Pakistani girl shot by Taliban 'will rise again,' father says

Malala and Family

LONDON -- The father of Malala Yousafzai, the Pakistani teenager shot in the head for standing up to the Taliban in defense of education for girls, called his daughter’s survival a miracle Friday and vowed that she would “rise again.”

Ziauddin Yousafzai, visiting his daughter for the first time since she was flown from Pakistan for treatment in a British hospital, also said that the global and domestic outrage over the attack on Malala represented a “turning point” for his troubled country.

“They wanted to kill her, but I would say that she fell temporarily. She will rise again, she will stand again,” Yousafzai told reporters. “When she fell, Pakistan stood.”

PHOTOS: Malala Yousafzai

Yousafzai and other members of Malala’s family arrived in Britain on Thursday for an emotional reunion with the wounded 15-year-old, who was shot by Taliban militants at point-blank range Oct. 9. Two other girls on the school bus with Malala were also injured, one critically.

Six days later, Malala arrived at Queen Elizabeth Hospital in Birmingham, in central England. Doctors say the teenager is making a slow but steady recovery.

“Last night when we met her there were tears in our eyes … out of happiness,” said Yousafzai, who lives in Pakistan’s scenic but embattled Swat Valley, where Taliban militants have sought to impose their harshly fundamentalist interpretation of Islam.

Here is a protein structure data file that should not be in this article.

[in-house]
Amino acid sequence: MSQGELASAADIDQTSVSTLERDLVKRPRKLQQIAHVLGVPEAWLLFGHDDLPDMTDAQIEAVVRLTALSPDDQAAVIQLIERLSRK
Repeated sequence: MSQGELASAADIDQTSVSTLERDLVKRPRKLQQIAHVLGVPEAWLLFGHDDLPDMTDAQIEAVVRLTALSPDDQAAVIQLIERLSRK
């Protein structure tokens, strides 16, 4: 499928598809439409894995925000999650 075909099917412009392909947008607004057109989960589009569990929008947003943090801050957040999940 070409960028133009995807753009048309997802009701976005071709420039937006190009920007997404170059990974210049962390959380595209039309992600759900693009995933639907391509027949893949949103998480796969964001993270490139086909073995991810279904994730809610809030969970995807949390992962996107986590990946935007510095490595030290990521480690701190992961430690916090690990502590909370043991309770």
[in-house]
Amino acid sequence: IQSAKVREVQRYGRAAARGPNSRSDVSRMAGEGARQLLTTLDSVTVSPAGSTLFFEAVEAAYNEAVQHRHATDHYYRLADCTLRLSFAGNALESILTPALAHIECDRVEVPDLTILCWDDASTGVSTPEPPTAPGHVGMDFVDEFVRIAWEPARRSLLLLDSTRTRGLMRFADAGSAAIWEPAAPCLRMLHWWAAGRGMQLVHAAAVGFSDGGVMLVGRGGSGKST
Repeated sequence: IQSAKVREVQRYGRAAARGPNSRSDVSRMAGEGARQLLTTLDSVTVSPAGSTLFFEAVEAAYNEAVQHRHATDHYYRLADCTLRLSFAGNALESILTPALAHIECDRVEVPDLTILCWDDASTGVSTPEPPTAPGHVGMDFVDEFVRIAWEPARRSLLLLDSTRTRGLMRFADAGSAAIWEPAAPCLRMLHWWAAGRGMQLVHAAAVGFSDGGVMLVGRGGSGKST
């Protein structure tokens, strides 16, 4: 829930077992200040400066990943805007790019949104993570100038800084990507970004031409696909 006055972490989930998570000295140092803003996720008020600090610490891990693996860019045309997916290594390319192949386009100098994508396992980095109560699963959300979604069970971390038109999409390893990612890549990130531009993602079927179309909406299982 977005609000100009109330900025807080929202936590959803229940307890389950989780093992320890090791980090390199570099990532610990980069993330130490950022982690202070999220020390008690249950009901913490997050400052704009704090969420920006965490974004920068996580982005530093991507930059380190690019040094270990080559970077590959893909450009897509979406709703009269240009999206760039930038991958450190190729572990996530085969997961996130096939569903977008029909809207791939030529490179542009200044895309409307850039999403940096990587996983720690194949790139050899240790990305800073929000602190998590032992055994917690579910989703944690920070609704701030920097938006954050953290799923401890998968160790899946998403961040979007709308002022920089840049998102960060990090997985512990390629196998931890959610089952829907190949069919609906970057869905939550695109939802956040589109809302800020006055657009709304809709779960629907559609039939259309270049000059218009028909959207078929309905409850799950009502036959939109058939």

“She got the right treatment at the right place at the right time,” he said. “An attacker who could be called the agent of Satan, he attacked, but … I found angels on my side -- everywhere all around me -- in this time, in this place.”

Malala rose to prominence by speaking out against the Taliban’s opposition to education for girls and by keeping a blog of her experiences for the BBC’s Urdu Service. Her shooting sparked revulsion in Pakistan and around the world, and triggered large rallies in her support.

Her father said that he initially feared she might not survive the brazen attack.

“The next day when she was operated [on], her whole body was swollen, and she was in very bad condition …. I told my brother-in-law that you should make preparations for her funeral,” Yousafzai recalled, fighting back tears.

The bullet entered Malala’s head near the temple and burrowed down the side of her head and neck before lodging above her shoulder blade. The impact drove bone fragments from her skull into her brain, but doctors say they have not detected “any deficit in terms of function” so far.

PHOTOS: Malala Yousafzai

Malala has been able to stand up with help from hospital staffers, and she has communicated through writing. Doctors say that she will eventually undergo reconstructive surgery to her skull and possibly her jaw, but that she first needs some weeks of rest.

“I’m thankful to all the people all over the world, indifferent to caste, creed, religion, faith, country, age, sex -- everyone, everyone across the world,” her father said. “They condemned the attack in strong words, and they prayed for my daughter, who is not only my daughter; she is the daughter
of everybody, the sister of everybody.”

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-- Henry Chu

Photo: Malala Yousafzai, the Pakistani girl who was shot in the head by the Taliban, lies in her hospital bed in central England with her father and brothers at her side. Credit: Queen Elizabeth Hospital

 
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